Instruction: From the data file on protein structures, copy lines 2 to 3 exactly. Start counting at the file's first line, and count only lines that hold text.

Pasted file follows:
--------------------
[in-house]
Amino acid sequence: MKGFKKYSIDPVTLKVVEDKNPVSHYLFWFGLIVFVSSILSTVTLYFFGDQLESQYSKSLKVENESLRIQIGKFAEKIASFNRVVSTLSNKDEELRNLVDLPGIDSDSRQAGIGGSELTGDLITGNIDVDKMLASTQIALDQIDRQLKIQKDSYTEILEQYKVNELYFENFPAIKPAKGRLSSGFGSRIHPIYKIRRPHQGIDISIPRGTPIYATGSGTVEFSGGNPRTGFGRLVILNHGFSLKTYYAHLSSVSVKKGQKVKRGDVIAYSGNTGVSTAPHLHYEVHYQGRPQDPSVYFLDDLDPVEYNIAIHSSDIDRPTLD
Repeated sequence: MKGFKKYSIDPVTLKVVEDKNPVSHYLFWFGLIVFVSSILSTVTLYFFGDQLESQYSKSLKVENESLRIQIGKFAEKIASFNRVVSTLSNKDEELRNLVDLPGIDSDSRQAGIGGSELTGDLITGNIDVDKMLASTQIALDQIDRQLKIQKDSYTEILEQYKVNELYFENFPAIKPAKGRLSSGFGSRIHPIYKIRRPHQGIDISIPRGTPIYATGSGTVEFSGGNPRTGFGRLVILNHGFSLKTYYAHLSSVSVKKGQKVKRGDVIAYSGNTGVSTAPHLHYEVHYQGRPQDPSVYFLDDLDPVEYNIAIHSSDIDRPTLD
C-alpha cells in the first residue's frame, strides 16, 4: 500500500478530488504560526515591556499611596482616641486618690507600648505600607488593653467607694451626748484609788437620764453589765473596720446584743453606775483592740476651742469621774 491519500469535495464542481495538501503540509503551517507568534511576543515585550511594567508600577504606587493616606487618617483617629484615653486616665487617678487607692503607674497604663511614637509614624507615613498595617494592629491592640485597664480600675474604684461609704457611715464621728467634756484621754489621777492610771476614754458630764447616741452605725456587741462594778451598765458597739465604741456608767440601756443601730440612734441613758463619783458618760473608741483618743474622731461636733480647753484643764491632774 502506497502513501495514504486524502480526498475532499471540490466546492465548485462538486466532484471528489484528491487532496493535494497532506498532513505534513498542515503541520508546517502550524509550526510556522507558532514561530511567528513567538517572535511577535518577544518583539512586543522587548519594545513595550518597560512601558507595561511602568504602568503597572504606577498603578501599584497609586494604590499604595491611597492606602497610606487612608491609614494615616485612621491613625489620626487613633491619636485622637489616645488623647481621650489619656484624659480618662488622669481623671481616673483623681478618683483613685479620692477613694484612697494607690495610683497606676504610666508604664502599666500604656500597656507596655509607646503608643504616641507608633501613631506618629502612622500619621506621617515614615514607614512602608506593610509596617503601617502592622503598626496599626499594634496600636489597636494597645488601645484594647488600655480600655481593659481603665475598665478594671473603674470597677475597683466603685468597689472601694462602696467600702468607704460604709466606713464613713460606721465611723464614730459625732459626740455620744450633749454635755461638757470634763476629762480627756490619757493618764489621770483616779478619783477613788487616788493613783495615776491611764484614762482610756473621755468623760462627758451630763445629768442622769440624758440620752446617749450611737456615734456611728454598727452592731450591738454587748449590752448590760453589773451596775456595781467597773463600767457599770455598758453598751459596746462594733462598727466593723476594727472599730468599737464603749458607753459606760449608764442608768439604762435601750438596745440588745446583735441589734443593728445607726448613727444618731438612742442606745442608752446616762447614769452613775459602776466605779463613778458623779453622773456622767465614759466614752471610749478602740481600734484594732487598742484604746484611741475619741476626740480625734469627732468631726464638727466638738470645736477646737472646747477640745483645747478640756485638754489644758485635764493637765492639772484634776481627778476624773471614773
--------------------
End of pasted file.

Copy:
Amino acid sequence: MKGFKKYSIDPVTLKVVEDKNPVSHYLFWFGLIVFVSSILSTVTLYFFGDQLESQYSKSLKVENESLRIQIGKFAEKIASFNRVVSTLSNKDEELRNLVDLPGIDSDSRQAGIGGSELTGDLITGNIDVDKMLASTQIALDQIDRQLKIQKDSYTEILEQYKVNELYFENFPAIKPAKGRLSSGFGSRIHPIYKIRRPHQGIDISIPRGTPIYATGSGTVEFSGGNPRTGFGRLVILNHGFSLKTYYAHLSSVSVKKGQKVKRGDVIAYSGNTGVSTAPHLHYEVHYQGRPQDPSVYFLDDLDPVEYNIAIHSSDIDRPTLD
Repeated sequence: MKGFKKYSIDPVTLKVVEDKNPVSHYLFWFGLIVFVSSILSTVTLYFFGDQLESQYSKSLKVENESLRIQIGKFAEKIASFNRVVSTLSNKDEELRNLVDLPGIDSDSRQAGIGGSELTGDLITGNIDVDKMLASTQIALDQIDRQLKIQKDSYTEILEQYKVNELYFENFPAIKPAKGRLSSGFGSRIHPIYKIRRPHQGIDISIPRGTPIYATGSGTVEFSGGNPRTGFGRLVILNHGFSLKTYYAHLSSVSVKKGQKVKRGDVIAYSGNTGVSTAPHLHYEVHYQGRPQDPSVYFLDDLDPVEYNIAIHSSDIDRPTLD